In conversation: ENG-ER-LAND
ENG-ER LAND – a play about national identity, racism and football fan culture told through the very personal lens of a female mega football fan of South Asian heritage.
Here, Hannah Kumari and former pro footballer Anwar Uddin have put together a blog piece, where you can read all about the play and explore some of the topics surrounding the connection between football and national identity.
ENG-ER-LAND playwright and actor Hannah Kumari In Conversation with Anwar Uddin, former pro footballer, FA Council Member and Campaign Manager for The Football Supporters Association’s (FSA) Fan’s For Diversity, a campaign Uddin set up six years ago which works to promote inclusivity in football.
Anwar Uddin: When you first contacted me with your idea for a play back in June 2020, it was a breath of fresh air – mixing the Arts and football – and just hasn’t been done enough. Your story is so topical regarding the narrative around under-representation, racism and discrimination in football and women’s experiences at matches. It’s also coming from a completely fresh perspective and that’s why I think it will be so well received by the fan base.
Hannah Kumari – I remember you saying to me that football is still quite old-fashioned in terms of getting important messages across – it’s done sitting in a room saying ‘don’t do this, don’t do that’ but as you rightly say, people just don’t respond to that method. So one thing I’ve tried to do with this play is to make it really fun and by writing the story through the lens of a young girl I hope people are more likely to empathise with her.
Anwar – That’s exactly right. I think people will see it as bold and brave. It’s going against the grain of the stuff they usually see. It’s inspired by your personal journey and this is my point, and this is what I’ve tried to highlight through the Fans of Diversity Campaign – it’s time to actually highlight some lived experiences. Use role models like yourself and those from under-represented communities who watch and play football, coaches and referees, and profile and highlight them. I think one of the criticisms I make of my own South Asian community is that I don’t think we do enough to highlight each other, we don’t push each other enough, for many complicated reasons.
My dad used to say to me when he first came over to England many years ago from Bangladesh, that yes, the community did help each other out when they could, but ultimately everyone had their own battle and their own journey to make.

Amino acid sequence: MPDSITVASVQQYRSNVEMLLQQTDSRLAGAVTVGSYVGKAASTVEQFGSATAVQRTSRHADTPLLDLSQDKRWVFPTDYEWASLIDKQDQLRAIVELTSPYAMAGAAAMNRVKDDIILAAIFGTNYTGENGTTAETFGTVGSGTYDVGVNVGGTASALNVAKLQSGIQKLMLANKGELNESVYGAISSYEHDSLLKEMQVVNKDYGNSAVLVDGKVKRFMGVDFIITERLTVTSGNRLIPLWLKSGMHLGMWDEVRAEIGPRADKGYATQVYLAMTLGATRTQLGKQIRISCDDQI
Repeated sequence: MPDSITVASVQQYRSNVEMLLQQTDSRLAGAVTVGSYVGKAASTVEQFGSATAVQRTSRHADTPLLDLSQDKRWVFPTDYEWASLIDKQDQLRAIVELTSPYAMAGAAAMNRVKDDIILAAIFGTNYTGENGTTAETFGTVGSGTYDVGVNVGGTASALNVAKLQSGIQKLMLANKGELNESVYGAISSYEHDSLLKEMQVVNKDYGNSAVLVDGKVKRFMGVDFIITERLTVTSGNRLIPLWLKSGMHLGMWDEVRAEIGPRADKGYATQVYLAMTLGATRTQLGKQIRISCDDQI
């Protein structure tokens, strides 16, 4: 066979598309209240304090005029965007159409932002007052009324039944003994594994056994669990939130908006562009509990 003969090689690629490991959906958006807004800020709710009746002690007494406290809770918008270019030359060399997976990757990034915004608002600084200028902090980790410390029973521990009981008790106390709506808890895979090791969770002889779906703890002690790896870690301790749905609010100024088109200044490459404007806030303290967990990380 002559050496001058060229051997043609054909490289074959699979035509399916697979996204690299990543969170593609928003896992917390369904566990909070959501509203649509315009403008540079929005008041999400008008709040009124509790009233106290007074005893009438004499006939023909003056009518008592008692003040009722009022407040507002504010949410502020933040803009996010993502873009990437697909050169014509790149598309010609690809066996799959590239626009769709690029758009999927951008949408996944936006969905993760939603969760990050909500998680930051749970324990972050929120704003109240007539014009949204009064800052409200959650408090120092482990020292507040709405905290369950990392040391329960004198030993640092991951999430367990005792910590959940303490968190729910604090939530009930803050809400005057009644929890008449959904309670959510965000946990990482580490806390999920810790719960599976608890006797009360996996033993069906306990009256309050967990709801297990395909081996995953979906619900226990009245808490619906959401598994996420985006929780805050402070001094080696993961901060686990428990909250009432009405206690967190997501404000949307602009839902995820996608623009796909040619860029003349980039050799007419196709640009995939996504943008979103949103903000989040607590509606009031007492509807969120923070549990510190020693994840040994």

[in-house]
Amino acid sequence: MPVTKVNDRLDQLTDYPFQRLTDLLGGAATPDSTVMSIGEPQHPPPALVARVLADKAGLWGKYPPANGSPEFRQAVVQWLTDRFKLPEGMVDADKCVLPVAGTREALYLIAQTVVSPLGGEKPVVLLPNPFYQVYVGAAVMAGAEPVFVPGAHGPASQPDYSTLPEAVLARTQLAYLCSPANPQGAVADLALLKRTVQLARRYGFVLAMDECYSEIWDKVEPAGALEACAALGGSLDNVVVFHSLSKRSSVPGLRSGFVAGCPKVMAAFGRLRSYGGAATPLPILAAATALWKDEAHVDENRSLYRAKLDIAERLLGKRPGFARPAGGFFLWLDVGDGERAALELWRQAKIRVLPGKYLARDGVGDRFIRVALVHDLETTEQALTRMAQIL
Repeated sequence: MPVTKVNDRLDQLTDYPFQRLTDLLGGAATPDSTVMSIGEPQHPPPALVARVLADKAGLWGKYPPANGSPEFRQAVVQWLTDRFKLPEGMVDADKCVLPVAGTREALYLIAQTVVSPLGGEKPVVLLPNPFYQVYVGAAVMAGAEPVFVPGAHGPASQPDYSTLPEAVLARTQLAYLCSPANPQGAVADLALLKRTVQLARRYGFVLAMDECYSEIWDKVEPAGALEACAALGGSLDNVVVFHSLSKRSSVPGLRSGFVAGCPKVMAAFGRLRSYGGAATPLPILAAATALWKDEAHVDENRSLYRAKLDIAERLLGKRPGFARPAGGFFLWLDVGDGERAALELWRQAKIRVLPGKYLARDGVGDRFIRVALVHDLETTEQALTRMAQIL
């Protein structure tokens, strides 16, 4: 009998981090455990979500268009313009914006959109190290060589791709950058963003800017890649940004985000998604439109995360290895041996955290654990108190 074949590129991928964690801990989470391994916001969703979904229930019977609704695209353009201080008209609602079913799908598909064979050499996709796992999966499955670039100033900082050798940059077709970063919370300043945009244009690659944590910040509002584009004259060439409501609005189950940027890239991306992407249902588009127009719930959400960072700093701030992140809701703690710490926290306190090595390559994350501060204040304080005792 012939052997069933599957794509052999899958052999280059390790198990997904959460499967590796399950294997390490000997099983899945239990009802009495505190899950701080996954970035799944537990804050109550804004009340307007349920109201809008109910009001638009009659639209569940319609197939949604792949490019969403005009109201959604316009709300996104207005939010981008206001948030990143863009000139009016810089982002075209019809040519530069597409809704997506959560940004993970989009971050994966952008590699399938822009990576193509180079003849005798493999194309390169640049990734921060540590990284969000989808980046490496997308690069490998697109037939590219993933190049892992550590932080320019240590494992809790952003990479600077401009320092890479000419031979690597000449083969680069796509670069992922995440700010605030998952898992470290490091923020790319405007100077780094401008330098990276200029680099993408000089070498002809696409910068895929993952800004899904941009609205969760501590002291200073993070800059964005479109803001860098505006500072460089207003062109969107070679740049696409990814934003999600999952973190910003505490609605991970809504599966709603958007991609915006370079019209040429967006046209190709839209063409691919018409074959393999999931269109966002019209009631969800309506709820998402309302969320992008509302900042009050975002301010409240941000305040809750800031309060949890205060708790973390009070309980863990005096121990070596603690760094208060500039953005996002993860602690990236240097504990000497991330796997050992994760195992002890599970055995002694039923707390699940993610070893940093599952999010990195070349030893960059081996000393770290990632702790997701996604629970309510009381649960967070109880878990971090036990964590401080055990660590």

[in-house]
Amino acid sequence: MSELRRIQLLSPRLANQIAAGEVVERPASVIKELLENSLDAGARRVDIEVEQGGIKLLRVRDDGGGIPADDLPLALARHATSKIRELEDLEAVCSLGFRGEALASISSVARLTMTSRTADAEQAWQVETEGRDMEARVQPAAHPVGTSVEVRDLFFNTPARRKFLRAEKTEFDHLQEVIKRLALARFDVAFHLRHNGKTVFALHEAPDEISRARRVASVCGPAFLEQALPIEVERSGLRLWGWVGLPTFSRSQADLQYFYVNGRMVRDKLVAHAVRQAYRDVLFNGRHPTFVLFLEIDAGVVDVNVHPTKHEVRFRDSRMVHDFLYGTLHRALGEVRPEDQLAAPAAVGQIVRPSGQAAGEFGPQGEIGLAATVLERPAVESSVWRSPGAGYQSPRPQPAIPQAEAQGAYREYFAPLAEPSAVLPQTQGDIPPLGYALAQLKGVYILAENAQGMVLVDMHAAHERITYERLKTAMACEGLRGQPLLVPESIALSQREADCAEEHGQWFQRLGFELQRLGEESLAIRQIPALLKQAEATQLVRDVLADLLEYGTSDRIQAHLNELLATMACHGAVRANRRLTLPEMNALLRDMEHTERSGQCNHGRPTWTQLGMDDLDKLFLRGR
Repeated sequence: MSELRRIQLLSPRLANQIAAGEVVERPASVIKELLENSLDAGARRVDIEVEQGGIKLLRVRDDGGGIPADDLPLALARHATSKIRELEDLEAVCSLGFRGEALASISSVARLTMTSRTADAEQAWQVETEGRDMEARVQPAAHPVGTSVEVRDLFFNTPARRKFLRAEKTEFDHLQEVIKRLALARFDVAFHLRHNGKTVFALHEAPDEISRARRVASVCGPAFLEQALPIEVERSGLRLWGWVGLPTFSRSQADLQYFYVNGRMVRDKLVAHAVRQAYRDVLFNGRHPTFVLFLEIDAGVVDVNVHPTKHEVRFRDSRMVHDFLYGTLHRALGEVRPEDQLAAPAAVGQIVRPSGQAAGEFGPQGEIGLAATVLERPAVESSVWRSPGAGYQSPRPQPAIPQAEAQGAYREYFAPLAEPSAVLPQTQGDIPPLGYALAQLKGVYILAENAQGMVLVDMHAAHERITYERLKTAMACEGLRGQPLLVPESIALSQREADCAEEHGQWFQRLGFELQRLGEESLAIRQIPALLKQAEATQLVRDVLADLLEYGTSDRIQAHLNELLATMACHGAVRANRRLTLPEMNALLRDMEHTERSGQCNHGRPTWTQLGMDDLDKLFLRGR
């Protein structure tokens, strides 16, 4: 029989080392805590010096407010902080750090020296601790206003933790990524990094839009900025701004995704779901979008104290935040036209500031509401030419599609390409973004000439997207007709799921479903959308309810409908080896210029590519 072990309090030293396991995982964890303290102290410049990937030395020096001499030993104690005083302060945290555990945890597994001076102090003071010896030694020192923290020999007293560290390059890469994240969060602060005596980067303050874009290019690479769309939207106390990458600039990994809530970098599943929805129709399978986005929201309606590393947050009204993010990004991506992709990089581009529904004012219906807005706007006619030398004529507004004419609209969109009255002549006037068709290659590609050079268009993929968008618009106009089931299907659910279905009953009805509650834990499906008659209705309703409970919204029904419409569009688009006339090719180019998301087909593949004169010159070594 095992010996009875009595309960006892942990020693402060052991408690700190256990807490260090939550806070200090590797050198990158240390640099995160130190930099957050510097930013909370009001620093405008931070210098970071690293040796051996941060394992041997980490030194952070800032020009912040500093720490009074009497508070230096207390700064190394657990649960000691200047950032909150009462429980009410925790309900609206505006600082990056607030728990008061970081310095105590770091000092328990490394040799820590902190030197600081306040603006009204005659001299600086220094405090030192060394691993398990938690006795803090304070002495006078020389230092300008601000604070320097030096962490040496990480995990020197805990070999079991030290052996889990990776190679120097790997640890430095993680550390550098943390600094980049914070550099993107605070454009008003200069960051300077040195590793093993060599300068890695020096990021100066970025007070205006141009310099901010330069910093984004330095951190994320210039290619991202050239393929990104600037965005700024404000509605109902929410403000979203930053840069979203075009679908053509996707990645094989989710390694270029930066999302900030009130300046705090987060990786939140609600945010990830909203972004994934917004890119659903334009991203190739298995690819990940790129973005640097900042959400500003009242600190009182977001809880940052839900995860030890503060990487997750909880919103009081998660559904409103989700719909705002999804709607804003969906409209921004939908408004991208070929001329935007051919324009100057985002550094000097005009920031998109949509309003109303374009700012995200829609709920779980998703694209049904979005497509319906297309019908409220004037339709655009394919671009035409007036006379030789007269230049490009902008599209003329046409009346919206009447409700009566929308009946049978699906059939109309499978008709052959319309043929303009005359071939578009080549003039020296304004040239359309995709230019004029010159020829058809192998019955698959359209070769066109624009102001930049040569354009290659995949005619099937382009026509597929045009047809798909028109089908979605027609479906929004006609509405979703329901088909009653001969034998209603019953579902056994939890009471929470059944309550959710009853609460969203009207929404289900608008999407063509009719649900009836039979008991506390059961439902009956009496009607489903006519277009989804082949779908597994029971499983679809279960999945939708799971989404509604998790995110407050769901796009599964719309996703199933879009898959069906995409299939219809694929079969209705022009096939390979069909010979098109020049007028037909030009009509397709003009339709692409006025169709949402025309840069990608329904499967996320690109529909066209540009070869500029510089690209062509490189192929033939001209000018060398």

Hannah – Yes, I think it was a form of self-protection.
I’m mixed South Asian and white Scottish and had quite a white English childhood I suppose. For me, writing this play has been a journey of reconnecting with my South Asian heritage, which has been amazing. You talked about your dad coming over here and my ‘Bhabi’ (grandma) came over here from India in 1960. I’ve been thinking a lot about my grandma recently, coming over at that time with two small children. She hadn’t seen her husband for six years, and it’s pretty amazing to think what our parents and grandparents went through.
Anwar – I’m also of mixed heritage and I remember when East is East first came out, over 20 years ago. That film highlighted someone who is very, very Asian who met someone who is very, very white and all the issues that went with that family. My mum is from East London and as Cockney as they come. Her family worked in the markets and pubs, were West Ham fans and as East End as you get. I feel that gave me a massive head start when I was growing up. As a player going into different changing rooms I could sit down with ‘Joe Bloggs’, your average white boy from Roman Road, and talk to him and I felt comfortable. He was like my cousin and on the other hand I could go to a Mosque and to a Muslim wedding and sit with all my Bangladeshi cousins and equally feel at ease. Being able to understand and operate in both cultures was quite rare at the time. I can see why if you are from a predominately Bangladeshi background how you might not understand the football banter, the terminology, the language. Where would you get an opportunity to learn that from? That’s why there is such a disconnect sometimes between the communities. It’s hard.